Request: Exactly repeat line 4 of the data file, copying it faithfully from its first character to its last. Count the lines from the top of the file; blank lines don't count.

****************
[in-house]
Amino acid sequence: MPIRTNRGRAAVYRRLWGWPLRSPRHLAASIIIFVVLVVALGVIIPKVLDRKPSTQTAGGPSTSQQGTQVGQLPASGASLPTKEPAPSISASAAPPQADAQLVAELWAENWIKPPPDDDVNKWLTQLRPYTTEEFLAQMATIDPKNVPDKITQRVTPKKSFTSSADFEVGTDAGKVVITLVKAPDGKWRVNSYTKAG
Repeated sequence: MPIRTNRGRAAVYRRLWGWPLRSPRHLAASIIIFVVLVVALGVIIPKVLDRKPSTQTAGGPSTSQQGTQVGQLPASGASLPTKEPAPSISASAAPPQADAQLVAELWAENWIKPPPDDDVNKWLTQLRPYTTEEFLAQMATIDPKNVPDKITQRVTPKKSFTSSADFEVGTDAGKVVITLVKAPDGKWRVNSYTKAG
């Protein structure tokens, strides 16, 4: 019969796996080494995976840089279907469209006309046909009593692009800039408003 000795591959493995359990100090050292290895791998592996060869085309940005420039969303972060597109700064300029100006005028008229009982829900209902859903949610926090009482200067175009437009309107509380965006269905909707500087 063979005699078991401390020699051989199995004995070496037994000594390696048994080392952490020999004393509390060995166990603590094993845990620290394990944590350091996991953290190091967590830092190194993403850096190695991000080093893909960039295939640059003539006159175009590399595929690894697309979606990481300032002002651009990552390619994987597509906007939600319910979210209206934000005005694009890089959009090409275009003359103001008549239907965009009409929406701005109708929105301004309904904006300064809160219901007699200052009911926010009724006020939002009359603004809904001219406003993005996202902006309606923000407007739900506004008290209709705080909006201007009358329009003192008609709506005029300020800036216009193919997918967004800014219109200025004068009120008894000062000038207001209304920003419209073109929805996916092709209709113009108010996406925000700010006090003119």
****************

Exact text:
């Protein structure tokens, strides 16, 4: 019969796996080494995976840089279907469209006309046909009593692009800039408003 000795591959493995359990100090050292290895791998592996060869085309940005420039969303972060597109700064300029100006005028008229009982829900209902859903949610926090009482200067175009437009309107509380965006269905909707500087 063979005699078991401390020699051989199995004995070496037994000594390696048994080392952490020999004393509390060995166990603590094993845990620290394990944590350091996991953290190091967590830092190194993403850096190695991000080093893909960039295939640059003539006159175009590399595929690894697309979606990481300032002002651009990552390619994987597509906007939600319910979210209206934000005005694009890089959009090409275009003359103001008549239907965009009409929406701005109708929105301004309904904006300064809160219901007699200052009911926010009724006020939002009359603004809904001219406003993005996202902006309606923000407007739900506004008290209709705080909006201007009358329009003192008609709506005029300020800036216009193919997918967004800014219109200025004068009120008894000062000038207001209304920003419209073109929805996916092709209709113009108010996406925000700010006090003119």